Right about now is when I started breathing a big sigh of relief. I felt like the hardest part(s) were over… And I was right! From this point on, everything just went on smoothly, and I really began to see the transformation right before my very eyes.

Welcome to step 3: Staining.
Because I’m a little OCD, I gave my table’s top one more good wipe down with a wet cloth. That sanding dust can get into every nook and cranny, and I didn’t want anything messing up my gorgeous stain! We knew we wanted to go dark, but I was a little picky about staying on the side of brown tones…maybe even with a little yellow tint to it. But not cherry, and not black. So we stood in the aisle at Lowes and nicely argued over which brown was best. He wanted Kona (too black for the look I had in my head), and I thought Walnut sounded nice and country and cozy. So we met in the middle and chose Dark Walnut by Rust-oleum. I’m telling you, I like their products! Give the can a good shake, open it up, and rag it up! ugly oak refurb table top sanded first coat stain
Walmart sells a pack of 5 flour sack cloths for $5. I love these rags for projects! And I mention them because they’re especially great for staining! And they’re inexpensive enough that when the stain ruins your cloth – and it will – you can just toss it in the trash and use a new one for the next coat.

We did about 1 coat of stain per day for about 3-4 days. Total, our top got 4 coats, but the only rule here is to stain to your liking. You can go as light or as dark as you want! ugly oak refurb final stain
Then I just finished up the top by putting on a couple coats of Rust-oleum’s satin interior Ultimate Polyurethane. Also mentioned here. This is an extremely important step in order to protect your table top from stains and water marks! I just used a 4″ foam roller and coated the entire top with a good three coats. Seal and protect all that beautiful labor you just did!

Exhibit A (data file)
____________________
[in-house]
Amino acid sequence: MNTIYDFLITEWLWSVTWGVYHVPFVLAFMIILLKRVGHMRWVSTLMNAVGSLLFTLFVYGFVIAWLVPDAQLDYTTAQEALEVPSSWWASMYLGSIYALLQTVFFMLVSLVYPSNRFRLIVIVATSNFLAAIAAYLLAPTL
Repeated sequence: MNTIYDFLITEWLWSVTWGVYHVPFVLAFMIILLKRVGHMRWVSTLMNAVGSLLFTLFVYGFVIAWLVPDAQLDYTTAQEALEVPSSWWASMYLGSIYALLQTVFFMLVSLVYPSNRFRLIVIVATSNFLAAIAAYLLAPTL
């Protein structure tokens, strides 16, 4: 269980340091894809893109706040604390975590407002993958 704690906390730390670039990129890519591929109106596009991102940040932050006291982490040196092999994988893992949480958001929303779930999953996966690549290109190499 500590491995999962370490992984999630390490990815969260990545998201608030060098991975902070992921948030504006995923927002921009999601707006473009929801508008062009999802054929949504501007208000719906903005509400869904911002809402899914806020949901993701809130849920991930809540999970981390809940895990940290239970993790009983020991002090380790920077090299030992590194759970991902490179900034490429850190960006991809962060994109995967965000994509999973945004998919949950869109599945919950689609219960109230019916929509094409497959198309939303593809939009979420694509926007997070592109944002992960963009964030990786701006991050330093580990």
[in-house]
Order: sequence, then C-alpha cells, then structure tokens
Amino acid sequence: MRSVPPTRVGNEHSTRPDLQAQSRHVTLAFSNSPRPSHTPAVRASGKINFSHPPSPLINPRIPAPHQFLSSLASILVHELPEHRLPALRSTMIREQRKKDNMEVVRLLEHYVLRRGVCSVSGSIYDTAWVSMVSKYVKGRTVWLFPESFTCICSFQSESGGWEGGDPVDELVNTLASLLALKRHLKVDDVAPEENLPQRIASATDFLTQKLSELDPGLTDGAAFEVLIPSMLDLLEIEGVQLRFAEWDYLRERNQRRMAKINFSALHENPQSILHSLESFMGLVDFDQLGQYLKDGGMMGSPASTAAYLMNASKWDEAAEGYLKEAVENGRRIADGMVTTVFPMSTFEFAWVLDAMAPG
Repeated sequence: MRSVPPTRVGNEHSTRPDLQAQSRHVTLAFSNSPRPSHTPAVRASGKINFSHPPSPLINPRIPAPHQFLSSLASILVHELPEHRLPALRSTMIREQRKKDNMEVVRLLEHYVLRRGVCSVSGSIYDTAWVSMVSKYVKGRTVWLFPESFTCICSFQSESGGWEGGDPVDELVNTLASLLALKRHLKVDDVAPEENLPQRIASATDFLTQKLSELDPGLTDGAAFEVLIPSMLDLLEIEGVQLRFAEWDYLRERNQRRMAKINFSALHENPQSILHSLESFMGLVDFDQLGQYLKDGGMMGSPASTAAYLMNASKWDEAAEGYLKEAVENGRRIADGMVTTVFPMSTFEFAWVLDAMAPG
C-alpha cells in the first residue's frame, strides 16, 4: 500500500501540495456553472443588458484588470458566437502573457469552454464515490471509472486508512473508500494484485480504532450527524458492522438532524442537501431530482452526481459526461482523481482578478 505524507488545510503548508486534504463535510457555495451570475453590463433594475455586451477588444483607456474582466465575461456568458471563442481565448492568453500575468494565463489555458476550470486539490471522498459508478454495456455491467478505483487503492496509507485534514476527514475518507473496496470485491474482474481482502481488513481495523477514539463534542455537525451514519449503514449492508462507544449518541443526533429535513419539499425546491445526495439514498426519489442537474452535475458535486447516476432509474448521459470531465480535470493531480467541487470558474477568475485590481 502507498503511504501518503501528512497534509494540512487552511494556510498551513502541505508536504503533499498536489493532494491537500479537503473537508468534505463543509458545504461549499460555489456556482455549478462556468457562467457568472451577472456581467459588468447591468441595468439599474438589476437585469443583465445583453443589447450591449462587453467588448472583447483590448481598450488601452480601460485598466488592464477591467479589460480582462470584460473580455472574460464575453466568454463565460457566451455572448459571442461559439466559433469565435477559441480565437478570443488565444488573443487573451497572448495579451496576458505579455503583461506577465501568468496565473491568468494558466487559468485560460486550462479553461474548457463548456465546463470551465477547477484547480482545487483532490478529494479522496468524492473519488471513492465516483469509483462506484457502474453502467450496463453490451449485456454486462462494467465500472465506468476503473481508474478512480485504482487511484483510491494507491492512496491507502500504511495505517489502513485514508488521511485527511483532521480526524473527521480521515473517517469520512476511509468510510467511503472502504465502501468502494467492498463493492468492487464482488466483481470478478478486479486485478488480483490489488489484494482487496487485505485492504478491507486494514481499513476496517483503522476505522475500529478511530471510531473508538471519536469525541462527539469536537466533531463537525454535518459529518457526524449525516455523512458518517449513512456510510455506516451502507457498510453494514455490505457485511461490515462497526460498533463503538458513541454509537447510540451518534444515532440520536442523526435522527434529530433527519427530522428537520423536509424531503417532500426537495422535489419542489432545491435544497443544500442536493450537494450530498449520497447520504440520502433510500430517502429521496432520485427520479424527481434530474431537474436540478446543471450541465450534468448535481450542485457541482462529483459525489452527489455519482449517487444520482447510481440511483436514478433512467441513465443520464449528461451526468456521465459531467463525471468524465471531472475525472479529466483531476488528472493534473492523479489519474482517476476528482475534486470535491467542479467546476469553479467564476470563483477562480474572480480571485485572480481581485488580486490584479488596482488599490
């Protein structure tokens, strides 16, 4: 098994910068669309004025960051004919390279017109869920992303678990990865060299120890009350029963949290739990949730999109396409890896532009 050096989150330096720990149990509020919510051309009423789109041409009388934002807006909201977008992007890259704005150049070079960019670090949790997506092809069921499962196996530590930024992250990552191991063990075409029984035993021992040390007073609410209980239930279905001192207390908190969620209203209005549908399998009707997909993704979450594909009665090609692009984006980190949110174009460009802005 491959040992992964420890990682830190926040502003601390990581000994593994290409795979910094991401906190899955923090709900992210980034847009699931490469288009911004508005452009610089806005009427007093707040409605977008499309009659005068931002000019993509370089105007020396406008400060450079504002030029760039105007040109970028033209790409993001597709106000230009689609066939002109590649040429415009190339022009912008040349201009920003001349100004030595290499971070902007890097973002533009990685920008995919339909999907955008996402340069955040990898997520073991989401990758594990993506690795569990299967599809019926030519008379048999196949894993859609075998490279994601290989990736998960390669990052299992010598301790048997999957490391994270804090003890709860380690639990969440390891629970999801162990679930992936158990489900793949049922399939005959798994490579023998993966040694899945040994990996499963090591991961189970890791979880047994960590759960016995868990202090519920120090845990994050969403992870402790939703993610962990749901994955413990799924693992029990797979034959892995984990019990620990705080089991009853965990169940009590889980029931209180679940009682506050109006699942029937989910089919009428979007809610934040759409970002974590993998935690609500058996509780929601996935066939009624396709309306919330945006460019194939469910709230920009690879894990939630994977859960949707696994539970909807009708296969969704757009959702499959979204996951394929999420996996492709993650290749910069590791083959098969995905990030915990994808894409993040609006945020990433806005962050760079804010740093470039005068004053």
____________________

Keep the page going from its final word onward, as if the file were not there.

*Also, I should mention here that I didn’t paint my table’s base with the poly. You can if you want to, as it isn’t going to hurt anything. In fact, it will give yet another layer of protection against the wear and tear over the years. But if you plan to distress your base at all, do that first before putting on your top coat. So: paint, distress, top coat. I just wasn’t as concerned with the base in this aspect, so I skipped the top coat.*

Once your table is all painted & stained, you’re onto your last and final *optional* step: Distressing.
Again, I’m not big on heavy distressing. But that’s just my personal taste. You can do as much or as little as you want! Heck, you can even forgo the extra work, and leave your table crisp and clean! But in my house, the toddler will dent and scratch and give furniture a good beating, so I just roughed up the edges a bit. With a piece of 120 grit paper and a sanding block, I just scuffed up corners and beveled edges. And I’m really happy with the way it turned out. ugly oak refurb diy chalk paint distress detail

ugly oak refurb white chalk paint base distress detail

And that’s it, people! That is it. I’m in love with the simplicity, but I’m proud of how beautifully it turned out! And I’ll say it forever and ever: If I can do it, anyone can!

$240 for a gigantic solid wood table and six matching chairs
+ about $100.00 for supplies
= less than $400.00 for a set that I plan to raise my family around!

ugly oak refurb finished product up close diy chalk paint dark walnut stain

ugly oak refurb finished product side view distress detail

The chairs are up next! Happy DIYing!

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  • Reply Dee February 7, 2015 at 12:39 am

    What color is your dinning room? It’s the perfect balance without being too yellow!

    • Reply jess February 10, 2015 at 5:49 pm

      You know? I’m not exactly sure! We are renting our home, so I really don’t know. The entire inside of the house is painted the same color, and I assume it’s a pretty standard “eggshell” shade – it’s a perfect cream color. But you’re right about the lack of yellow tint! It’s made for easier decorating 🙂 Thanks for the comment!